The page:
Egypt faces fierce competition from regional and international powers in the field of humanitarian work, especially Turkey, the Gulf states, South Africa, and others. 

These are actors that link humanitarian aid with building geopolitical and geoeconomic influence in regions that are vital to Egypt’s interests, especially in east and west Africa.

Due to this competition and Egypt’s limited resources for humanitarian aid, there is a need to raise the efficiency of humanitarian spending in Africa. However, this faces problems, such as the absence of an Egyptian national strategy that defines the nature of goals and priorities in the field of humanitarian aid, as well as the lack of a general institutional framework that brings together various governmental and non-governmental institutions under one umbrella to work on Egypt’s humanitarian diplomacy in Africa.

This institutional framework should help in dealing with red tape when local institutions are sending aid overseas, sending or resending aid without adequate coordination or research about humanitarian needs in afflicted countries, or having to send limited aid to more countries. One of the problems the EFTCA faced was having to send development and humanitarian aid to 44 countries. The problem persisted when the EFTCA was replaced by the EAPD, which delivered aid to 42 countries. 

This weakens the political benefit of aid because Egypt is not a major donor that can cover aid in large swaths of Africa.

It is notable that despite the revival in Egypt’s humanitarian role in Africa during the Covid-19 pandemic, there is still a serious deficit in defining this role and its dimensions. For example, the websites of the EAPD and Egyptian Red Crescent do not include regular reports on annual activities that show the volume and value of humanitarian aid. This means Egypt should issue an annual humanitarian report to give a clearer picture to public opinion overseas of the humanitarian aid it provides.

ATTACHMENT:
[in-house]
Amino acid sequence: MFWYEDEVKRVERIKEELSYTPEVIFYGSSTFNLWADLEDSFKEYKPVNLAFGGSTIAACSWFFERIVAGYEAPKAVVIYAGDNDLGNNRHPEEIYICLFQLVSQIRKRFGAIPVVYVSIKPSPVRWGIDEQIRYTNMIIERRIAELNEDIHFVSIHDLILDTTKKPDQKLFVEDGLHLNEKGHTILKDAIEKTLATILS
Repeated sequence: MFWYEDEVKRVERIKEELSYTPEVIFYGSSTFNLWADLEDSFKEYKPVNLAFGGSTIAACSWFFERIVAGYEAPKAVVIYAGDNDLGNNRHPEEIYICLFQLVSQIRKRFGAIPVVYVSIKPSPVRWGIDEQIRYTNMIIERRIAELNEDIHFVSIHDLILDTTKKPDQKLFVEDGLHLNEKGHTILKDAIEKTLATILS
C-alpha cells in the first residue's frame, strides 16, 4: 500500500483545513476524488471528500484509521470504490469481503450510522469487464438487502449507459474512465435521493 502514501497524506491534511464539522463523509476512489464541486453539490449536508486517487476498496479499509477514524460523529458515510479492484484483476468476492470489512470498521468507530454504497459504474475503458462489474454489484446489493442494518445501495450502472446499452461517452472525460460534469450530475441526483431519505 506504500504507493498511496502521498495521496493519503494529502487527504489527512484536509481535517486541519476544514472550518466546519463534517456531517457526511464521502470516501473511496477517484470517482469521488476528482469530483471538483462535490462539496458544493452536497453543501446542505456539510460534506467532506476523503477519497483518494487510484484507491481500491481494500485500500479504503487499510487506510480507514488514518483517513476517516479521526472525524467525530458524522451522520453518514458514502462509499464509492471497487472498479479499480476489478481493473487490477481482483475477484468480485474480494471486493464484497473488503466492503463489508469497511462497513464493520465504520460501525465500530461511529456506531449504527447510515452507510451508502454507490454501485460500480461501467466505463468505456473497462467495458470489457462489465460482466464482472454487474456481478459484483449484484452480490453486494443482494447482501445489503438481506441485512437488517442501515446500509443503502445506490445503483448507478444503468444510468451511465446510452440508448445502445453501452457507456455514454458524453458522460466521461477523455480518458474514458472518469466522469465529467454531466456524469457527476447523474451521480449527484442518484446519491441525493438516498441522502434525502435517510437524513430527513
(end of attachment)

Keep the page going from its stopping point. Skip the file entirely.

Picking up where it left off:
There is also the problem of Egypt relying on humanitarian tools that are closely linked to official state institutions and only cooperating with African governments in humanitarian relief due to Egypt’s weak civil society and inability to create unofficial paths that can influence African societies. This reduces the ability of Egypt’s humanitarian role to serve its interests.

Despite criticisms of Egypt dabbling in popular diplomacy in Africa after the 25 January Revolution, because it was not institutionalised, sustainable, or experienced enough to deal with the African countries, unofficial humanitarian and development efforts still remain undeveloped.

There is a growing trend, however, to integrate Egypt’s private sector in combining humanitarian and development diplomacy in Africa. For example, there was the opening of an Egyptian medical centre in Uganda in October 2021 through cooperation between the Egyptian government and Egyptian pharmaceutical companies to increase their exports to the African countries.

By expanding the role of the private sector in African humanitarian aid, Egypt would be able to circumvent the funding gap for humanitarian aid and not submit to the agendas of global partners when funding humanitarian relief or the training that Egypt delivers in Africa.

In conclusion, Egypt needs to create a national index to improve the efficacy of spending on humanitarian relief by institutions that send aid to Africa. This would provide a proper assessment of the performance of institutions such as embassies and commercial offices, which play a role in assessing humanitarian needs and priorities in afflicted states. 

It is also important to benefit from Egyptian academic institutions interested in Africa, since these can give early warning of the need for humanitarian aid at times of crisis and disaster, helping to trigger an Egyptian humanitarian response in Africa.

* The writer is a researcher at Al-Ahram.

*A version of this article appears in print in the 17 February, 2022 edition of Al-Ahram Weekly.